Awhile back I was working with a Life Coach, something I’d done with great success off and on over the years. I’ve also had great luck with therapists when I felt I needed some help. Learning to ask for help has been a good move for me.
This time, however, the Life Coach I was working with stopped in the middle of a session and asked me if I had ever considered becoming a Life Coach.
I laughed and said that I’d noticed coaching writers often meant doing some life coaching since it was hard to separate one from the other. It turned out he trained coaches and invited me to work with him to learn the ins and outs of the business. I was tickled.
After several days of thinking about it, and talking to three coaches he’d mentored, I decided to say ‘yes.’ As some of you may recognize I’m a big believer in the power of yes.
What is Life Coaching?
Google that question and you’ll get all sorts of answers. One that I like is “A life coach is someone that looks to empower others by helping them make, meet and exceed goals in both their personal and professional lives.”
Of course I’d change it a bit, perhaps to this: “A life coach is someone who helps others find their own answers, so they can make, meet and even exceed their goals in their personal and professional lives.”
My firm belief is that each of us has within the answers we need, or at least the questions we need to ask. My job as a coach is to help you uncover that inner knowing so you can move in the direction you truly want to go.
A great Life Coach knows how to listen deeply
Listening is probably the key skill of a good Life Coach – listening deeply so we truly hear where our client is coming from. This kind of listening often results in questions that bring clarity for the client and the coach.
Good Life Coaches provide accountability
Providing accountability for the client is another key skill a good Life Coach will use. It works like this:
Together, the client and the coach decide on something or several somethings the client will do to move forward on their goals before the next session. At that next session the client reports that the task was completed or not, and much can be learned by either response.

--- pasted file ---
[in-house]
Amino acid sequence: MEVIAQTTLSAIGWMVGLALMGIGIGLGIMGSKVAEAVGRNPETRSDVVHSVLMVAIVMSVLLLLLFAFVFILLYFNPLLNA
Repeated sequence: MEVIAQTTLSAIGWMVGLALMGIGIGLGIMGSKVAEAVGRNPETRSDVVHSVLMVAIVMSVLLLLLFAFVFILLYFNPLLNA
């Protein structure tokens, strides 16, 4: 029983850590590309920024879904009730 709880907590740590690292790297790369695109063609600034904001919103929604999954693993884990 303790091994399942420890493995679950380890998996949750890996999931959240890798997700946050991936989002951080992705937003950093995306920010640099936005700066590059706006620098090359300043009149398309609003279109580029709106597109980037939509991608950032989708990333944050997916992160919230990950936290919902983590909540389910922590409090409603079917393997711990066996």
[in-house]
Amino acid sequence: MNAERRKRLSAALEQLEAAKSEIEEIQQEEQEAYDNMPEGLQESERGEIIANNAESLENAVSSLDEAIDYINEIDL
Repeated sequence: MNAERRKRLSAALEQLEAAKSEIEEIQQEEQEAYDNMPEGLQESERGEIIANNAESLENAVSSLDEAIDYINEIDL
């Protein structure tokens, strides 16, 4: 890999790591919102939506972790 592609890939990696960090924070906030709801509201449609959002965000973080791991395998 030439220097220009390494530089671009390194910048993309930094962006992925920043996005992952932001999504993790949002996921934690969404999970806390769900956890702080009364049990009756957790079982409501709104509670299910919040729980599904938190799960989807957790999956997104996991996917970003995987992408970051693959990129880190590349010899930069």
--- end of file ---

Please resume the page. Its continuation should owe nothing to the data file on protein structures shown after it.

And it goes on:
A Life Coach may also bring:
- The right questions can help the client discover what they really want
- Help the client set achievable goals
- Act as sounding board, and the client see things from a different angle
- Reflect back to the client what they’ve said and felt, and more…
What does this have to do with you?
The addition of Life Coaching to my freelance writing career may have nothing to do with you. And it is an addition – can’t really imagine life without writing.
Or maybe I can be a model for expanding one’s life work into new areas of endeavor.
Perhaps you will decide you want to work directly with me, either on your writing or your life or some combination.
I do offer a no-obligation gift coaching session. You can learn more about it and request your meeting with me over the phone at my coaching website, Life Coaching On Purpose. You’ll find some testimonials there and more about my philosophy and skills there. You could also check out Gordon’s comment about my coaching – a delightful surprise for me.
Why a labyrinth?
The reason I’ve used a labyrinth as the image for this page is because it’s also the logo for my coaching business. Walking a labyrinth has helped me go within to solve multiple problems. I find a labyrinth a great metaphor for the twists and turns of life.
Write well and often,